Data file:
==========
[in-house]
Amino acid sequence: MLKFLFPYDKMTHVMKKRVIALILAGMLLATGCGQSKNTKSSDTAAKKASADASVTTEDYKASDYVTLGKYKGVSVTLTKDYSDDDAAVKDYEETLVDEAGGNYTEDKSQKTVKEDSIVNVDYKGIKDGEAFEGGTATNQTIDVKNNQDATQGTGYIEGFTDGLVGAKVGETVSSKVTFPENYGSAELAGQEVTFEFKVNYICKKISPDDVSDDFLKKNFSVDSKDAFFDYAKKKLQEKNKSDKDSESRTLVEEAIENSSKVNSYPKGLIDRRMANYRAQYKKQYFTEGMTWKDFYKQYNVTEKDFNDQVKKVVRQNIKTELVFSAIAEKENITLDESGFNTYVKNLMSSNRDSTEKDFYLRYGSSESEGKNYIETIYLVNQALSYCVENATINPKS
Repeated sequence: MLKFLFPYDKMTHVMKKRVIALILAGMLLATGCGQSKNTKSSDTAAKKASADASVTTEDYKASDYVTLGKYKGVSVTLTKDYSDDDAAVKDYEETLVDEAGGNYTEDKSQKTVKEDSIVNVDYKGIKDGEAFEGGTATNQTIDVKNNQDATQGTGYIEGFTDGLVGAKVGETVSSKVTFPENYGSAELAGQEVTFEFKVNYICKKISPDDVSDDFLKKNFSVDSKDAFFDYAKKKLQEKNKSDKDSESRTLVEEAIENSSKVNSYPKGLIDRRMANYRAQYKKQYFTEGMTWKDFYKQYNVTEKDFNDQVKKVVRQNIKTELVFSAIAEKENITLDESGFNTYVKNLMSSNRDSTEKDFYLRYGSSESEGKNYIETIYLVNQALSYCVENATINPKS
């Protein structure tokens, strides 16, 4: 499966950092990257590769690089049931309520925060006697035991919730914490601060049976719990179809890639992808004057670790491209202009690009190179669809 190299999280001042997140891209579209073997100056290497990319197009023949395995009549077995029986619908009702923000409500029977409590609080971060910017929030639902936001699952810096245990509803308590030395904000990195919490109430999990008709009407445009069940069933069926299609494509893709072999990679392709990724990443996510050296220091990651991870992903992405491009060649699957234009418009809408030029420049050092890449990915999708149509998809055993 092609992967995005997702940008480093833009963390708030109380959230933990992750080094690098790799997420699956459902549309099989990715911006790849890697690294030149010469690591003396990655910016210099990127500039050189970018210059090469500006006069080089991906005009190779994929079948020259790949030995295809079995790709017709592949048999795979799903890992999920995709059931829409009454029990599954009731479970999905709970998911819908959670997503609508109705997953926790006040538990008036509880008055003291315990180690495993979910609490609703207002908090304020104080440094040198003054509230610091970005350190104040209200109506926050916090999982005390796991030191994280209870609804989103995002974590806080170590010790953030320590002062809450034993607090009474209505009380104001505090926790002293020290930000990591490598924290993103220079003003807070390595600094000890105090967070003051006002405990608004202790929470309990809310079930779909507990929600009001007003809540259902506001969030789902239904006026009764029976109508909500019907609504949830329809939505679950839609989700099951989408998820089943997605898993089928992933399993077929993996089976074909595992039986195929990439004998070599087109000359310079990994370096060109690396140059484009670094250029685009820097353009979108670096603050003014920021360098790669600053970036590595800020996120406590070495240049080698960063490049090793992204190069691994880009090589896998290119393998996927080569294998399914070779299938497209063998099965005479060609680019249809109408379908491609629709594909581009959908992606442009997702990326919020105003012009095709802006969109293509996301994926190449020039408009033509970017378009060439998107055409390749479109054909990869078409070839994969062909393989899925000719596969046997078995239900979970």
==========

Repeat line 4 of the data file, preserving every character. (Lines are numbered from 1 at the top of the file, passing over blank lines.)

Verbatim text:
């Protein structure tokens, strides 16, 4: 499966950092990257590769690089049931309520925060006697035991919730914490601060049976719990179809890639992808004057670790491209202009690009190179669809 190299999280001042997140891209579209073997100056290497990319197009023949395995009549077995029986619908009702923000409500029977409590609080971060910017929030639902936001699952810096245990509803308590030395904000990195919490109430999990008709009407445009069940069933069926299609494509893709072999990679392709990724990443996510050296220091990651991870992903992405491009060649699957234009418009809408030029420049050092890449990915999708149509998809055993 092609992967995005997702940008480093833009963390708030109380959230933990992750080094690098790799997420699956459902549309099989990715911006790849890697690294030149010469690591003396990655910016210099990127500039050189970018210059090469500006006069080089991906005009190779994929079948020259790949030995295809079995790709017709592949048999795979799903890992999920995709059931829409009454029990599954009731479970999905709970998911819908959670997503609508109705997953926790006040538990008036509880008055003291315990180690495993979910609490609703207002908090304020104080440094040198003054509230610091970005350190104040209200109506926050916090999982005390796991030191994280209870609804989103995002974590806080170590010790953030320590002062809450034993607090009474209505009380104001505090926790002293020290930000990591490598924290993103220079003003807070390595600094000890105090967070003051006002405990608004202790929470309990809310079930779909507990929600009001007003809540259902506001969030789902239904006026009764029976109508909500019907609504949830329809939505679950839609989700099951989408998820089943997605898993089928992933399993077929993996089976074909595992039986195929990439004998070599087109000359310079990994370096060109690396140059484009670094250029685009820097353009979108670096603050003014920021360098790669600053970036590595800020996120406590070495240049080698960063490049090793992204190069691994880009090589896998290119393998996927080569294998399914070779299938497209063998099965005479060609680019249809109408379908491609629709594909581009959908992606442009997702990326919020105003012009095709802006969109293509996301994926190449020039408009033509970017378009060439998107055409390749479109054909990869078409070839994969062909393989899925000719596969046997078995239900979970």